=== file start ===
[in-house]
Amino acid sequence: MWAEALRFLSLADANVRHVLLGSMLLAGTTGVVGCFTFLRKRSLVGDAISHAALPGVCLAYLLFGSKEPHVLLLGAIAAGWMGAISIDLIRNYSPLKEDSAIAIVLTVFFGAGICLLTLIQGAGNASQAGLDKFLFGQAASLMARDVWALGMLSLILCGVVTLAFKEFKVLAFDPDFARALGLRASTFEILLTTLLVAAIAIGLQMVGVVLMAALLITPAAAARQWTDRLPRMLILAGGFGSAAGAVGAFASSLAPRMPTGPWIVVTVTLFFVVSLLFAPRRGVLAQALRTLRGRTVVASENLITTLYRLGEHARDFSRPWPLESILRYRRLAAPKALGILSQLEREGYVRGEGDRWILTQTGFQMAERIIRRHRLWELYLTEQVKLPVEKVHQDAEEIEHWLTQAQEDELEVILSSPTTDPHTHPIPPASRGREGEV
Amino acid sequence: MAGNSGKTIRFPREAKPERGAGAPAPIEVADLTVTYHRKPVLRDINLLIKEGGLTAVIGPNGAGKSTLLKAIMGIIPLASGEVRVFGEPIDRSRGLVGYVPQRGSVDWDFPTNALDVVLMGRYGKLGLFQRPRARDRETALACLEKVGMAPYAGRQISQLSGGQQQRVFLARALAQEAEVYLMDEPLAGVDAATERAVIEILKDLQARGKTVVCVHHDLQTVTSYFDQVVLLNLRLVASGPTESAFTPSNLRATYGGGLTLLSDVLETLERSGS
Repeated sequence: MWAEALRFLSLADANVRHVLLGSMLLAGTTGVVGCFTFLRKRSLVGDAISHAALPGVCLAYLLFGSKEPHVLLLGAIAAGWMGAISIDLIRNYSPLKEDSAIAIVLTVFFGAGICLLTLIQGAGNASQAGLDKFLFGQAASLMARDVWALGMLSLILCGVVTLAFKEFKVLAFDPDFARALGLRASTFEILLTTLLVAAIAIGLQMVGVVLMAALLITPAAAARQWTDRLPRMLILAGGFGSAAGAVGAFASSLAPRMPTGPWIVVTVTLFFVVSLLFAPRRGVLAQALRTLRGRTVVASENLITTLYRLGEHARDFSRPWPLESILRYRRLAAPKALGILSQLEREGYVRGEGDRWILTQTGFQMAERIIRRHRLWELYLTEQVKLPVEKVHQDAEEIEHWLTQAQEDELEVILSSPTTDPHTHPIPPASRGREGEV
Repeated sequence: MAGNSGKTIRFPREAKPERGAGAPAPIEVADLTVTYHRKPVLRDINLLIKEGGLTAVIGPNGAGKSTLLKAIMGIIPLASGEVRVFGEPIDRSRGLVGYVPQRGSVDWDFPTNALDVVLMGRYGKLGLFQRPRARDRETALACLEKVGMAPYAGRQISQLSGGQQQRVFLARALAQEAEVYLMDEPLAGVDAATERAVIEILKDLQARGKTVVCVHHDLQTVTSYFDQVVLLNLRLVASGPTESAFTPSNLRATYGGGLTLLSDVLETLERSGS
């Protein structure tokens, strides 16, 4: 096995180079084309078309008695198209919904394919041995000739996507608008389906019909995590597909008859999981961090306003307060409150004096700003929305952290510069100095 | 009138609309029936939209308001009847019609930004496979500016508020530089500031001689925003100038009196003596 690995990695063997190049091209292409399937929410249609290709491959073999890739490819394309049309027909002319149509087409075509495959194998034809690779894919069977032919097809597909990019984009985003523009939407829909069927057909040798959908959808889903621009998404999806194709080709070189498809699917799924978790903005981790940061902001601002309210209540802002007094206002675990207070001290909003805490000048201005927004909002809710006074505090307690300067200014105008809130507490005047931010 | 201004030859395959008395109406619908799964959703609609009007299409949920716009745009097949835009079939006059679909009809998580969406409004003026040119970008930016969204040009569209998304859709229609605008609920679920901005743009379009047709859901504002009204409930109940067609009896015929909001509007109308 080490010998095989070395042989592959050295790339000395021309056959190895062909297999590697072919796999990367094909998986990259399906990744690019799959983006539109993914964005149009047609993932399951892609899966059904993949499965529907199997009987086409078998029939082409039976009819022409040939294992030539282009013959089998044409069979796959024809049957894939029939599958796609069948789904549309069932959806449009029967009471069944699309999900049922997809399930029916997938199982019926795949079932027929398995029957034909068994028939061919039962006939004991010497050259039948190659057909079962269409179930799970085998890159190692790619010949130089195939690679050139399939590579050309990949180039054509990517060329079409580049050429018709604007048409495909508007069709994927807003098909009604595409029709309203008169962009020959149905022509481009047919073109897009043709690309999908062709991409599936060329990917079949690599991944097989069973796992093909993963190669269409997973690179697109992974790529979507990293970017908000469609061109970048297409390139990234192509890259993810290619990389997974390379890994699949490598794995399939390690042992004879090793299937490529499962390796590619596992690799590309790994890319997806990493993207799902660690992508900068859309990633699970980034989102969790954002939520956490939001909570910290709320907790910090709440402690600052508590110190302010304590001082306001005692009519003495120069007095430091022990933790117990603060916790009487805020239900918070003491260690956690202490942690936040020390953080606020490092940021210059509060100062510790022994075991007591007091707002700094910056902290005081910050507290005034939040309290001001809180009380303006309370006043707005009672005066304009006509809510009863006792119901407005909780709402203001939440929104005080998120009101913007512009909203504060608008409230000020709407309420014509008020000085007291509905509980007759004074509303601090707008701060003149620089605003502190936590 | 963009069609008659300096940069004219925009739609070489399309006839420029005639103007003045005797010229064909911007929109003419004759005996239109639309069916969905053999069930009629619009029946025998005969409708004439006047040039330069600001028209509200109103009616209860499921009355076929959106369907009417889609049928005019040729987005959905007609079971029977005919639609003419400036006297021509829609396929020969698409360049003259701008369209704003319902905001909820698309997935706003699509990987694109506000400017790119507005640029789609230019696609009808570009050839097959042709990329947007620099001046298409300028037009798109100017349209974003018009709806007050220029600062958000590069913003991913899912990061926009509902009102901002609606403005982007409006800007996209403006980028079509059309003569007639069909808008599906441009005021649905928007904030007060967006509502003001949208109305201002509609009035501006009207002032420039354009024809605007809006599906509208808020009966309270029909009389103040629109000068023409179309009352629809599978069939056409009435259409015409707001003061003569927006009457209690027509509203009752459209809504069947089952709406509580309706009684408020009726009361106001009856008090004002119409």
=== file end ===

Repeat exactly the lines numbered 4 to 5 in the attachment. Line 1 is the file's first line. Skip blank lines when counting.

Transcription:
Repeated sequence: MWAEALRFLSLADANVRHVLLGSMLLAGTTGVVGCFTFLRKRSLVGDAISHAALPGVCLAYLLFGSKEPHVLLLGAIAAGWMGAISIDLIRNYSPLKEDSAIAIVLTVFFGAGICLLTLIQGAGNASQAGLDKFLFGQAASLMARDVWALGMLSLILCGVVTLAFKEFKVLAFDPDFARALGLRASTFEILLTTLLVAAIAIGLQMVGVVLMAALLITPAAAARQWTDRLPRMLILAGGFGSAAGAVGAFASSLAPRMPTGPWIVVTVTLFFVVSLLFAPRRGVLAQALRTLRGRTVVASENLITTLYRLGEHARDFSRPWPLESILRYRRLAAPKALGILSQLEREGYVRGEGDRWILTQTGFQMAERIIRRHRLWELYLTEQVKLPVEKVHQDAEEIEHWLTQAQEDELEVILSSPTTDPHTHPIPPASRGREGEV
Repeated sequence: MAGNSGKTIRFPREAKPERGAGAPAPIEVADLTVTYHRKPVLRDINLLIKEGGLTAVIGPNGAGKSTLLKAIMGIIPLASGEVRVFGEPIDRSRGLVGYVPQRGSVDWDFPTNALDVVLMGRYGKLGLFQRPRARDRETALACLEKVGMAPYAGRQISQLSGGQQQRVFLARALAQEAEVYLMDEPLAGVDAATERAVIEILKDLQARGKTVVCVHHDLQTVTSYFDQVVLLNLRLVASGPTESAFTPSNLRATYGGGLTLLSDVLETLERSGS